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A Selection of Elections: votes, suffrage and reform
The year 2018 marks the centenary of the first UK general election in which some women were entitled to vote. We celebrate that fact by looking back at some memorable elections and exploring how electioneering has changed over the years.
Before the first Reform Act of 1832, few people could vote and powerful aristocrats could sway the results. Papers from the disputed Cumberland election of 1768 reveal stories of coercion, bribery and corruption. Printed ballads and posters give a flavour of the songs and spectacles which attended elections in Nottingham in the early years of the 19th century.
Personalities feature heavily in the exhibition. The 4th Duke of Newcastle is shown opposing the Reform Act, and fiercely criticizing his own son’s election campaign in South Nottinghamshire in 1846. Discover the fascinating story of James Morrison, the wealthy MP for Nottingham East lauded as ‘the friend of the poor’. And learn about the suffragists and suffragettes who campaigned for equal voting rights in the late 19th and early 20th centuries.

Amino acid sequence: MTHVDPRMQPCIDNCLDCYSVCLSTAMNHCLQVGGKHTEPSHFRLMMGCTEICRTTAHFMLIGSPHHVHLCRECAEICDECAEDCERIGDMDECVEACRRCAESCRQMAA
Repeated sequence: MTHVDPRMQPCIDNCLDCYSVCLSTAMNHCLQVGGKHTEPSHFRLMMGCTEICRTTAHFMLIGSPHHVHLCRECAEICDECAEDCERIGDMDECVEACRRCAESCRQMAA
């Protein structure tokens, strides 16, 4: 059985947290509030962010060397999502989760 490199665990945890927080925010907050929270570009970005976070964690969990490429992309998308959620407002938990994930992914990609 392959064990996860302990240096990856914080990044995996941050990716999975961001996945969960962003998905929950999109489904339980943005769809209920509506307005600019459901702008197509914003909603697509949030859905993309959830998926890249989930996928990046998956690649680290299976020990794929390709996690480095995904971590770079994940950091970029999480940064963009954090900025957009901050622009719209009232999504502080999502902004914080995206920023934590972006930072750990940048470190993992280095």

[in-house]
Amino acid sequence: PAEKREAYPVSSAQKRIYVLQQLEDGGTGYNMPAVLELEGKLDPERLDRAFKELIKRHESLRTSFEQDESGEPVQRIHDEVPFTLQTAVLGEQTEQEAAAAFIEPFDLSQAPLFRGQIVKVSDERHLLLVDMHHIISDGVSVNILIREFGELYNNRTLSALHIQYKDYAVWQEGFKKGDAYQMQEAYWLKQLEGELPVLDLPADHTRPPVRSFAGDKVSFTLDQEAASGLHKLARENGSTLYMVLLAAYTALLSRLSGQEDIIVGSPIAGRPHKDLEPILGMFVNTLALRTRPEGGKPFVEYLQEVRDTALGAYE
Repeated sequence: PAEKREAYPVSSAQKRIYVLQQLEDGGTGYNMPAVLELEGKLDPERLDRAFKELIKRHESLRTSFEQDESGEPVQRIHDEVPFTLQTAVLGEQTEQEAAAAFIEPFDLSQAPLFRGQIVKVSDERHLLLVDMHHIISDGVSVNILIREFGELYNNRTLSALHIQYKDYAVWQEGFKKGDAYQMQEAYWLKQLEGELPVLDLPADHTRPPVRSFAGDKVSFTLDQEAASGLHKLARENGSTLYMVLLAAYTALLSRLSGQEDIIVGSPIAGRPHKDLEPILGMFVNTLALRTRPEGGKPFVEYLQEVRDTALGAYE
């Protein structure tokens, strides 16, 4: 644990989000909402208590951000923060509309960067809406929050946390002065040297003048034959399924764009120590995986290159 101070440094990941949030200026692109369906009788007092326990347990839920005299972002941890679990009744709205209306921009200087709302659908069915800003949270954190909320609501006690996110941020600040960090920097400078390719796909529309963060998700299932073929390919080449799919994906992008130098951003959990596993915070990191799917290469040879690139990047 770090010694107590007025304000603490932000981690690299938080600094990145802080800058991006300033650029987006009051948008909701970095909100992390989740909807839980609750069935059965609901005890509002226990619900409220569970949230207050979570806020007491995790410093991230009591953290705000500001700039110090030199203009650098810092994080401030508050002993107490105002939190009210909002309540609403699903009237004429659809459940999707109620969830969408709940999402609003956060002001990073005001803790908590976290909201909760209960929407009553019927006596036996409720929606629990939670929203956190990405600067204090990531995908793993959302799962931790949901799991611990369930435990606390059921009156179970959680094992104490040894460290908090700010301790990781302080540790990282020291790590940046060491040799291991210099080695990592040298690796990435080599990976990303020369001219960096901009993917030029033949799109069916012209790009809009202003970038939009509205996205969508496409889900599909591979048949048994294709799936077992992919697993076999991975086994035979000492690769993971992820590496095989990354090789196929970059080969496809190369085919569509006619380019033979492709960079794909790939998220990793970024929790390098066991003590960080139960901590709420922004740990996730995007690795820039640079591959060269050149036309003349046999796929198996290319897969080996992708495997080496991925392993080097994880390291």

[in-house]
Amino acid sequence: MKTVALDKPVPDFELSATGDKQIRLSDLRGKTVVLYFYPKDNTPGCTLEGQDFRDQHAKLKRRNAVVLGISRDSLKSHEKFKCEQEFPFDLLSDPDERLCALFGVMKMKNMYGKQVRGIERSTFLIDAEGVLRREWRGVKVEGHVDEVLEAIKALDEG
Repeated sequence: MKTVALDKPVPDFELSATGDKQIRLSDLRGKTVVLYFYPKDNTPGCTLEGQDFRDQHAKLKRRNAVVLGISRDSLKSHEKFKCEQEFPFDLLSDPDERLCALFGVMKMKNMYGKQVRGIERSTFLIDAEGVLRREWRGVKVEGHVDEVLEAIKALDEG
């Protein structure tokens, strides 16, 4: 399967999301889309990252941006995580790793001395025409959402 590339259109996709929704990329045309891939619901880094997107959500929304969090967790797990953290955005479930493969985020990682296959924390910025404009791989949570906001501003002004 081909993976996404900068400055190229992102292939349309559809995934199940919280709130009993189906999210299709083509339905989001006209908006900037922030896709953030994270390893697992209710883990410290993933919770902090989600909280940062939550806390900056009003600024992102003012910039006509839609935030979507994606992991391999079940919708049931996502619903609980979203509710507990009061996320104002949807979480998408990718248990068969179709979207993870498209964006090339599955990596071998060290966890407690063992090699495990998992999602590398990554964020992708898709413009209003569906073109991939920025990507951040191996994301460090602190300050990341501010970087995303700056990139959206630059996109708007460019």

Using original archives and rare books, this exhibition will illuminate 250 years of political campaigning.
The exhibition has been curated by staff from Manuscripts and Special Collections at the University of Nottingham.
Open Tuesday-Friday, 11am-4pm
Saturday & Sunday, 12noon-4pm
Closed on Mondays
Image: The rights of women – or the effects of female enfranchisement, by George Cruikshank, 1853. Fagan Collection of Political Prints, Pol P 5